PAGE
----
Content Aware Fill
There's another tool we have here. It's called the Content Aware Fill Tool, and if you're familiar with Photoshop dating back to, you know, CS5, CS6, this was breakthrough, cutting edge technology back then, that now has kind of just found its way into other tools, where what you're seeing with the Content Aware Move Tool and what you're seeing with the Patch Tool, those are all things that actually do, kind of source, this fill technology. So if we were to go and use Content Aware Fill, there's a couple reasons why we would use this, and one of them, first of all, let's make a selection for some of these rocks here and I'll show you Content Aware Fill first there. So if I go there and I grab, I zoom in here and I grab this rock and I wanna fill this in. Let's say I didn't wanna use something like the Clone Stamp Tool, or I didn't wanna something like the Patch Tool, for some reason or another. I wanted to select multiple areas, like maybe press shift and select this area too. I could ...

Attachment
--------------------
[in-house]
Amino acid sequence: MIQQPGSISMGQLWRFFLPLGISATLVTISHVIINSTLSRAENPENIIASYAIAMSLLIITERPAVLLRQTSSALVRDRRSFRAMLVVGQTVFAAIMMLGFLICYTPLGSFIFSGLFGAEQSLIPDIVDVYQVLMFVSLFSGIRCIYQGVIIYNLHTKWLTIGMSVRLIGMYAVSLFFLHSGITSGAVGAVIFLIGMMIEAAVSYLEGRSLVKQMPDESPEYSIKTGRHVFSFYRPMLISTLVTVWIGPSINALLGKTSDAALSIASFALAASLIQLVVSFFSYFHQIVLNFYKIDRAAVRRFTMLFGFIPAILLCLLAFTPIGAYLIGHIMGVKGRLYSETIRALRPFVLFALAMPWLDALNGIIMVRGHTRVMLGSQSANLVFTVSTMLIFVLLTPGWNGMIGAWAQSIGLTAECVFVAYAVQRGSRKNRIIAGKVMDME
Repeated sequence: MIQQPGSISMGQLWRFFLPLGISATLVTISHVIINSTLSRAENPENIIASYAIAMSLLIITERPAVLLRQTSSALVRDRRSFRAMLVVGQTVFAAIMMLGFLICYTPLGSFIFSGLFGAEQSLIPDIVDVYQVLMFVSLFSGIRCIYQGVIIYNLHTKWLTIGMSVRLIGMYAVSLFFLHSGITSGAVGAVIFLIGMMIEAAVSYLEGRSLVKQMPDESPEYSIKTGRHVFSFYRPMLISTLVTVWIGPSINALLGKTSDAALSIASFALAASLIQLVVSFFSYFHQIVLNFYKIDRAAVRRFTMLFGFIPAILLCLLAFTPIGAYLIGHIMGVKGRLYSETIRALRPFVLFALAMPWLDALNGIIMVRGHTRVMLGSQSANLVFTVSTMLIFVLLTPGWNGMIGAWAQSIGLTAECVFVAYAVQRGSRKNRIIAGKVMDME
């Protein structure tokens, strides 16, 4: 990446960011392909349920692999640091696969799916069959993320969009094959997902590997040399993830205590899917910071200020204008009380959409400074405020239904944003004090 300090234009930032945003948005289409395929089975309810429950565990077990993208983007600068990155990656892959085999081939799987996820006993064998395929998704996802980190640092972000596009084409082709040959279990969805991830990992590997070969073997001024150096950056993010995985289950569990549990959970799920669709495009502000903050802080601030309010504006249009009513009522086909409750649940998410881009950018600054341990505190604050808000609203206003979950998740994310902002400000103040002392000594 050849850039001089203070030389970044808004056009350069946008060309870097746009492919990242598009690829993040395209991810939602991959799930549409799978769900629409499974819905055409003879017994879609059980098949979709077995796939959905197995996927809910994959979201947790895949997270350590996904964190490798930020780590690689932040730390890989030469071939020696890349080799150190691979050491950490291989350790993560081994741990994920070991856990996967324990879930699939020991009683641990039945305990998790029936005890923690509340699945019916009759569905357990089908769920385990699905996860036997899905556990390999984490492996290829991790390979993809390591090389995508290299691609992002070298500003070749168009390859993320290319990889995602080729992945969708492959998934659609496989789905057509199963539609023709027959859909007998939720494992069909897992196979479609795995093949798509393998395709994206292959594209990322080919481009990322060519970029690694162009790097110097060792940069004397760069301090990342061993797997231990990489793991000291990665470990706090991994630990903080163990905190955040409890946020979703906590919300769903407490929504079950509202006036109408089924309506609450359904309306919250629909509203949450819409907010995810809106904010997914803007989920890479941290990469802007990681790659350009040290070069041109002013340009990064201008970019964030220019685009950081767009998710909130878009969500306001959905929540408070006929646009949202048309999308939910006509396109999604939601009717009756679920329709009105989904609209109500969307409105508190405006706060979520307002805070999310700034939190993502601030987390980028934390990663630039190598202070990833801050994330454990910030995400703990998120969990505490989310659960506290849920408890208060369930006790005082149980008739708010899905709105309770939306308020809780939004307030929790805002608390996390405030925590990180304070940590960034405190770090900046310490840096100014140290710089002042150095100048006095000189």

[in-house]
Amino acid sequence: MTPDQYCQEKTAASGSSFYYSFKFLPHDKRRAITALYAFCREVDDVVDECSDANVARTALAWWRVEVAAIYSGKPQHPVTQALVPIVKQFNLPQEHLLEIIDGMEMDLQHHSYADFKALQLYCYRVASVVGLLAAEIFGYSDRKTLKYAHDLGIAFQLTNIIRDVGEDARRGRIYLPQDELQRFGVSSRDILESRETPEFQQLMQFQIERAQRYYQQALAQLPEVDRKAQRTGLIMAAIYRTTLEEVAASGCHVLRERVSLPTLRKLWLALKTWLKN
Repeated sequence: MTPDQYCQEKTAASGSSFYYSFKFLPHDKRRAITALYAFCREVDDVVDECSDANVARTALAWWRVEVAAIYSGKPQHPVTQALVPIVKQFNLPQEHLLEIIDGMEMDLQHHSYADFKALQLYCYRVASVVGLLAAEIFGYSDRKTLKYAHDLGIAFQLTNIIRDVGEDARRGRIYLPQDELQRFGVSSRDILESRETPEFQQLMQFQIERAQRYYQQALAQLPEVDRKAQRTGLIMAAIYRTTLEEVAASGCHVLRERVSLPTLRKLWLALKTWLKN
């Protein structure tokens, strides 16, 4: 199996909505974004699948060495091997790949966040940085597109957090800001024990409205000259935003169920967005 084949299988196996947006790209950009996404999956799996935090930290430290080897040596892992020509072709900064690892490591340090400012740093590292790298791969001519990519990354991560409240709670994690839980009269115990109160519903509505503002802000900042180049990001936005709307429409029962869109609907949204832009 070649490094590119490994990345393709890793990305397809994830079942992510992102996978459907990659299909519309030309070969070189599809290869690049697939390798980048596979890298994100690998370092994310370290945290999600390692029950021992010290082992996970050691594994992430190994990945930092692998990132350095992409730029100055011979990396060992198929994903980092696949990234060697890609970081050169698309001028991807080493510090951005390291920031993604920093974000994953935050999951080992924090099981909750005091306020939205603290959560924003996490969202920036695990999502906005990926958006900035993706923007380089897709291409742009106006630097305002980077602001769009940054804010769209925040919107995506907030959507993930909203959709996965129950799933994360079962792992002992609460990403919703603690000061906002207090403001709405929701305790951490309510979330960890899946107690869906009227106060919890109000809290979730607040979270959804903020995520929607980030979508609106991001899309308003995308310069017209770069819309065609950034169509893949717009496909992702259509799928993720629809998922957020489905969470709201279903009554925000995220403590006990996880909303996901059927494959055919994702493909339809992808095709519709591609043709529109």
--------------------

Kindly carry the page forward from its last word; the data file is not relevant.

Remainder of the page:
then come up here, press shift F5, or go to edit. Shift F5. Why is it, oh, 'cause I'm stuck up here. If you're stuck in here, it's not gonna work. Shift F5 and then go to content aware, and select color adaptations so that it does help the color around it, and if we press OK... It's not gonna do what I want it to do. That's interesting. (laughs) Shift F5 and content aware. Let's turn color adaptation off, let's see what happens there, press OK. Okay, hold on one second. Shift F5, color adaptation, let's see if the blend mode is the problem here. Maybe we'll change it to normal, press OK. There we go, it was a blend mode. So as it was trying to fill in those areas, it was using the blend mode of soft light to fill in those areas, which is not what I wanted. I want it to literally take a selection for me, so setting it to normal was what did that for me. So if I zoom in here, we can see that if I press command or control D to deselect that, we've got a hard edge around there. It did a good job of filling that stuff in. All that stuff disappeared, right? But it's got that hard edge around it. One thing that I did not show you was selections. That you can also do while you have a selection available, is if you go up to select, and you go to modify and go to feather, this will feather the edge before we even do the Content Aware. So if we feather that edge by, let's say five pixels, press OK, and then we go to shift F5, and then Content Aware Fill, it's gonna feather that edge so we don't get quite as much of a hard edge. Hmm, it didn't do it quite as well as it did before. (laughs) It didn't like that feather. Let's go ahead and go back to our selection here. Let's go back here, just act like that didn't happen. Okay, we'll go select this and then select this, and then we go to select and we'll go to modify and we'll go to feather, change this to two pixels, press OK. And then shift F5 and then Content Aware, yeah. We had too many pixels selected. So at five pixels, it was selecting so much of that area around it that when it came in and did the feathering, it also did too much of a color adaptation because of the amount of pixels that we had feathered there, but if we just do two pixels, it does pretty well. But this is basically the technology that we used long before all the other tools were around. Now where this can be helpful, is, let's say with this image, we wanted to extend the sky a little bit. Okay, so let me go ahead and turn this layer off, make this an un-background layer and go to image and go to canvas size. Right now, with this set to canvas size, I'm saying that the width of this image is 20 by 13. If I change this mode down here to relative, and I change the height to two, that's gonna give me a relative height increase on both the top and bottom of the image, but if I go ahead and do this, that's gonna make sure that the height increases by two inches up and not two inches down and up, okay? So once I do that and press OK, I've added two inches to the top of my canvas. So if I wanted to fill this area with the rest of those clouds, I would use one of my selection tools, like maybe the Magic Wand, click that area that's empty, and I would use something like the Content Aware Fill to fill that in. Shift F5, Content Aware Fill, it's gonna do some calculations and it's gonna fill that sky area in. This can be great if you've taken a shot, so you've got a shot, imagine a building, you got the top of the building, a city skyline, and one of those buildings is just creeping into the top and now you've got a compartmentalized image that has stuff on the left, stuff on the right, building in between. Well we want air to breathe around that top area. So instead of dumping that file, you can just add some area to it, fill that area in with Content Aware Fill, and now you've got the area replaced. I do have to give you some words of caution here though. When we do this, it might make a seam, and we don't want a seam. If it does make a seam, and you see a seam of transparency underneath there, just go ahead and take a step back, and now we're gonna go up to select, go to modify, and go to expand, and we're expanded by two pixels. So what that does, just that two pixels, is gonna allow Photoshop to see more of the area below it, below that selection, and feather those two areas together. Shift F5, Content Aware Fill, press enter, and we're good to go. And actually what it did there was it made a much better fill, and even if you look at the top of that sky, it even made it look like it's branching out into a perspective, pretty interesting. That added more sky. So that's areas that use Content Aware Fill. What's happening there though, we got repeating patterns, don't we? There's a lot of repeating patterns there that we would not want the viewer to see. If that was the case, we could then come to something like the Clone Stamp Tool, take different areas. Maybe a bigger area from over here, alt or option, click here to make it kind of blend in a little bit better, break up any of those repeating patterns that we would see in the image so that the viewer doesn't really see that we used something to expand the sky.